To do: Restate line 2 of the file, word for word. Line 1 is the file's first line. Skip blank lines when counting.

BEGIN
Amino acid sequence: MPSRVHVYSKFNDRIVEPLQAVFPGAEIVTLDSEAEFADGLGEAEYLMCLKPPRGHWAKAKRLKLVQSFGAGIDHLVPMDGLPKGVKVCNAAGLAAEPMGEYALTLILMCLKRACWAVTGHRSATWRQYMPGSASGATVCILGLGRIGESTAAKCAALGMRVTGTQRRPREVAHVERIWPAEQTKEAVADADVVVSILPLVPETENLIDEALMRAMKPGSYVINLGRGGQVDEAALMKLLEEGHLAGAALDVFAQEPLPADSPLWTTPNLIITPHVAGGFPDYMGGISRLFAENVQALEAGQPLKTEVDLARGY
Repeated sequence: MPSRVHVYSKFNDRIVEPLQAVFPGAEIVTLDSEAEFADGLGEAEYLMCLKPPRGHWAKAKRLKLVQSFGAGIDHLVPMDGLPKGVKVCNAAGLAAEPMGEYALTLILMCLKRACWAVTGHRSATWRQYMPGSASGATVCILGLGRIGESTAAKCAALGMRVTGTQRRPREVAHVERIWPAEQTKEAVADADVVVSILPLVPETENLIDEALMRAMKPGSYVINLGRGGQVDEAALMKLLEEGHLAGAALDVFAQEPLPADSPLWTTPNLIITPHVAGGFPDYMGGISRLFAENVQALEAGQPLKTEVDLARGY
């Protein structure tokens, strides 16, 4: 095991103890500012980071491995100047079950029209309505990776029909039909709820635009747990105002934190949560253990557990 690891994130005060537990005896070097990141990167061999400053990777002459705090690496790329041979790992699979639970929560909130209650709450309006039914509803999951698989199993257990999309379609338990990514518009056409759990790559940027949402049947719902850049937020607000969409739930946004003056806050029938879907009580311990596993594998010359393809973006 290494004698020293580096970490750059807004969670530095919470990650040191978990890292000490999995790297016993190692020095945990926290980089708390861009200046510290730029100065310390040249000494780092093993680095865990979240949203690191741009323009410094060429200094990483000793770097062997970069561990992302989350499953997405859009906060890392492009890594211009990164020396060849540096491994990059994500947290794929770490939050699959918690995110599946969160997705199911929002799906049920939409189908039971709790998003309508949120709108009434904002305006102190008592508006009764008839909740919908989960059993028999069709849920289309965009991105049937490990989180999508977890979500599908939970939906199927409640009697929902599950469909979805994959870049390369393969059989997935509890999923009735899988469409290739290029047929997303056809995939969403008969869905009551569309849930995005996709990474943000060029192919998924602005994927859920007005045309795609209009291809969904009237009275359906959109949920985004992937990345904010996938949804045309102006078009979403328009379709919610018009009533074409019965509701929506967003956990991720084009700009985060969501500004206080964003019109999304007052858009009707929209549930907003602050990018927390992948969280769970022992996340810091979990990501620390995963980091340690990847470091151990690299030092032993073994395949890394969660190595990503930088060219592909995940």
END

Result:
Repeated sequence: MPSRVHVYSKFNDRIVEPLQAVFPGAEIVTLDSEAEFADGLGEAEYLMCLKPPRGHWAKAKRLKLVQSFGAGIDHLVPMDGLPKGVKVCNAAGLAAEPMGEYALTLILMCLKRACWAVTGHRSATWRQYMPGSASGATVCILGLGRIGESTAAKCAALGMRVTGTQRRPREVAHVERIWPAEQTKEAVADADVVVSILPLVPETENLIDEALMRAMKPGSYVINLGRGGQVDEAALMKLLEEGHLAGAALDVFAQEPLPADSPLWTTPNLIITPHVAGGFPDYMGGISRLFAENVQALEAGQPLKTEVDLARGY